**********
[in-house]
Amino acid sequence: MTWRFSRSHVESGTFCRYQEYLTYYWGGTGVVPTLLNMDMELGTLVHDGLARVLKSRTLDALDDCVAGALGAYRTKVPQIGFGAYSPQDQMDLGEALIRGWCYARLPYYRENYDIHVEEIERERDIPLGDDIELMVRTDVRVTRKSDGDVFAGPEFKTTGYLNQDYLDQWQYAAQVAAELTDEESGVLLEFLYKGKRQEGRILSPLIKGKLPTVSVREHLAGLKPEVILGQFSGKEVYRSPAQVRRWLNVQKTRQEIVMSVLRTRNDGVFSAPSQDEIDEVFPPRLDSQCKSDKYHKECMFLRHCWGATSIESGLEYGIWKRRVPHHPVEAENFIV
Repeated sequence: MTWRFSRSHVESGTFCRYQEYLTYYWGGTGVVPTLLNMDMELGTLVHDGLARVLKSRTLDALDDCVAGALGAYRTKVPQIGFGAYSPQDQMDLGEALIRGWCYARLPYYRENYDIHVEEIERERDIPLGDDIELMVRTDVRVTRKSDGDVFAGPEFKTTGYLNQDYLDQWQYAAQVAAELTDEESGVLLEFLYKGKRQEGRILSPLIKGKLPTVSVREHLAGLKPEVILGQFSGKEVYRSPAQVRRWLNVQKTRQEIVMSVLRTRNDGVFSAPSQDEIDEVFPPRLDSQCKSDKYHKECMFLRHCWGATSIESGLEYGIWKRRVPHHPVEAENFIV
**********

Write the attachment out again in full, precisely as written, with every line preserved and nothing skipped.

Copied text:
[in-house]
Amino acid sequence: MTWRFSRSHVESGTFCRYQEYLTYYWGGTGVVPTLLNMDMELGTLVHDGLARVLKSRTLDALDDCVAGALGAYRTKVPQIGFGAYSPQDQMDLGEALIRGWCYARLPYYRENYDIHVEEIERERDIPLGDDIELMVRTDVRVTRKSDGDVFAGPEFKTTGYLNQDYLDQWQYAAQVAAELTDEESGVLLEFLYKGKRQEGRILSPLIKGKLPTVSVREHLAGLKPEVILGQFSGKEVYRSPAQVRRWLNVQKTRQEIVMSVLRTRNDGVFSAPSQDEIDEVFPPRLDSQCKSDKYHKECMFLRHCWGATSIESGLEYGIWKRRVPHHPVEAENFIV
Repeated sequence: MTWRFSRSHVESGTFCRYQEYLTYYWGGTGVVPTLLNMDMELGTLVHDGLARVLKSRTLDALDDCVAGALGAYRTKVPQIGFGAYSPQDQMDLGEALIRGWCYARLPYYRENYDIHVEEIERERDIPLGDDIELMVRTDVRVTRKSDGDVFAGPEFKTTGYLNQDYLDQWQYAAQVAAELTDEESGVLLEFLYKGKRQEGRILSPLIKGKLPTVSVREHLAGLKPEVILGQFSGKEVYRSPAQVRRWLNVQKTRQEIVMSVLRTRNDGVFSAPSQDEIDEVFPPRLDSQCKSDKYHKECMFLRHCWGATSIESGLEYGIWKRRVPHHPVEAENFIV